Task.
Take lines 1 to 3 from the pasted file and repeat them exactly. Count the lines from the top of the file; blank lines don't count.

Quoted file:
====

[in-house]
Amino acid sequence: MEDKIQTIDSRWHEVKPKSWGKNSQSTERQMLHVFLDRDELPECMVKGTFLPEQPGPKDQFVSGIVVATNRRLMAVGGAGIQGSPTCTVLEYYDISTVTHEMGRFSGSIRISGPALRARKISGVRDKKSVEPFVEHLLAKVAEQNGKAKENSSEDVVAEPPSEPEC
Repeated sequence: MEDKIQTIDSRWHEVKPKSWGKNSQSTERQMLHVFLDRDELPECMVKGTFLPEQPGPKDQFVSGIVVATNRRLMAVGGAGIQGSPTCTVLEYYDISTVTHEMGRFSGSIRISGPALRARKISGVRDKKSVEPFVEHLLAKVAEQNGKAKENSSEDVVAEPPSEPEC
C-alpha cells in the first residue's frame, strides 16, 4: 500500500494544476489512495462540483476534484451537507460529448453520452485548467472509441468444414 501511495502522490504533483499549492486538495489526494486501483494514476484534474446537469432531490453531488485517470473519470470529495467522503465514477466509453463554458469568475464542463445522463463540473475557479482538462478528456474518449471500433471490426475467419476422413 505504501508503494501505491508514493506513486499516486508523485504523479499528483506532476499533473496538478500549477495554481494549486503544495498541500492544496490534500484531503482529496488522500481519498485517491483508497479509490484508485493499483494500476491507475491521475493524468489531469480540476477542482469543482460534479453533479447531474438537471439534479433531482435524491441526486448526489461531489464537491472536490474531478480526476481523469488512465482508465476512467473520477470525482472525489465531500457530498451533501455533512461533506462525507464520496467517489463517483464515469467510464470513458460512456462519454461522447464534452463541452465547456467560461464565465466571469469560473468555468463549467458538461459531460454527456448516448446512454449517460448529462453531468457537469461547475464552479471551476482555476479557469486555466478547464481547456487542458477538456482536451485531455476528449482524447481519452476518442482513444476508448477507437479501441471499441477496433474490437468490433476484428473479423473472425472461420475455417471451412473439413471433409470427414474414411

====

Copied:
[in-house]
Amino acid sequence: MEDKIQTIDSRWHEVKPKSWGKNSQSTERQMLHVFLDRDELPECMVKGTFLPEQPGPKDQFVSGIVVATNRRLMAVGGAGIQGSPTCTVLEYYDISTVTHEMGRFSGSIRISGPALRARKISGVRDKKSVEPFVEHLLAKVAEQNGKAKENSSEDVVAEPPSEPEC
Repeated sequence: MEDKIQTIDSRWHEVKPKSWGKNSQSTERQMLHVFLDRDELPECMVKGTFLPEQPGPKDQFVSGIVVATNRRLMAVGGAGIQGSPTCTVLEYYDISTVTHEMGRFSGSIRISGPALRARKISGVRDKKSVEPFVEHLLAKVAEQNGKAKENSSEDVVAEPPSEPEC